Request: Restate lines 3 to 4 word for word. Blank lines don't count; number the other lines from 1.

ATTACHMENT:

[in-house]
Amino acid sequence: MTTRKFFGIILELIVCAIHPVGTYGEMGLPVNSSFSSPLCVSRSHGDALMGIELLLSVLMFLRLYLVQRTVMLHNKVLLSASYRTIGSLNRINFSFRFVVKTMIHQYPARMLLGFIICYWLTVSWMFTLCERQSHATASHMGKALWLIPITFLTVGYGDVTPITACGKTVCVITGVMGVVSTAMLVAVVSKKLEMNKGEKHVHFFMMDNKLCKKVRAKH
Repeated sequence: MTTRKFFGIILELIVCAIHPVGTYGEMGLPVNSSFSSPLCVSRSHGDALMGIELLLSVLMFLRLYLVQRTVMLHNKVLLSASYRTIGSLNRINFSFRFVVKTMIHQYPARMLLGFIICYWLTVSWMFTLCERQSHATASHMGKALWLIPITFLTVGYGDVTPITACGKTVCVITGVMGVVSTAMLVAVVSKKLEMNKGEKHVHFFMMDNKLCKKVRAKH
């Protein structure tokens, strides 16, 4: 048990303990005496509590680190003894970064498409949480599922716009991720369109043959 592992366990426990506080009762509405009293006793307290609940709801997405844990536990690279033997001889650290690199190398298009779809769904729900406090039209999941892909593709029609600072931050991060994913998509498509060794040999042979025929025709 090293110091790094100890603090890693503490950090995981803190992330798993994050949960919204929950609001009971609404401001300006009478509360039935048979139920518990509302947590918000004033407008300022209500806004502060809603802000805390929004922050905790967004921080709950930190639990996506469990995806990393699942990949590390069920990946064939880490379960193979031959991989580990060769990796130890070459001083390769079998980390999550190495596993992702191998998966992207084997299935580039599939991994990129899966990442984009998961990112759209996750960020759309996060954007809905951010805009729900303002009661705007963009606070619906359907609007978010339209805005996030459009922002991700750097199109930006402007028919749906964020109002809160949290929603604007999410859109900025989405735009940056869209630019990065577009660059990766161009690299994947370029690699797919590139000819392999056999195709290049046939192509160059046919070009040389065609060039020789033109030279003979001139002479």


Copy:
Repeated sequence: MTTRKFFGIILELIVCAIHPVGTYGEMGLPVNSSFSSPLCVSRSHGDALMGIELLLSVLMFLRLYLVQRTVMLHNKVLLSASYRTIGSLNRINFSFRFVVKTMIHQYPARMLLGFIICYWLTVSWMFTLCERQSHATASHMGKALWLIPITFLTVGYGDVTPITACGKTVCVITGVMGVVSTAMLVAVVSKKLEMNKGEKHVHFFMMDNKLCKKVRAKH
């Protein structure tokens, strides 16, 4: 048990303990005496509590680190003894970064498409949480599922716009991720369109043959 592992366990426990506080009762509405009293006793307290609940709801997405844990536990690279033997001889650290690199190398298009779809769904729900406090039209999941892909593709029609600072931050991060994913998509498509060794040999042979025929025709 090293110091790094100890603090890693503490950090995981803190992330798993994050949960919204929950609001009971609404401001300006009478509360039935048979139920518990509302947590918000004033407008300022209500806004502060809603802000805390929004922050905790967004921080709950930190639990996506469990995806990393699942990949590390069920990946064939880490379960193979031959991989580990060769990796130890070459001083390769079998980390999550190495596993992702191998998966992207084997299935580039599939991994990129899966990442984009998961990112759209996750960020759309996060954007809905951010805009729900303002009661705007963009606070619906359907609007978010339209805005996030459009922002991700750097199109930006402007028919749906964020109002809160949290929603604007999410859109900025989405735009940056869209630019990065577009660059990766161009690299994947370029690699797919590139000819392999056999195709290049046939192509160059046919070009040389065609060039020789033109030279003979001139002479």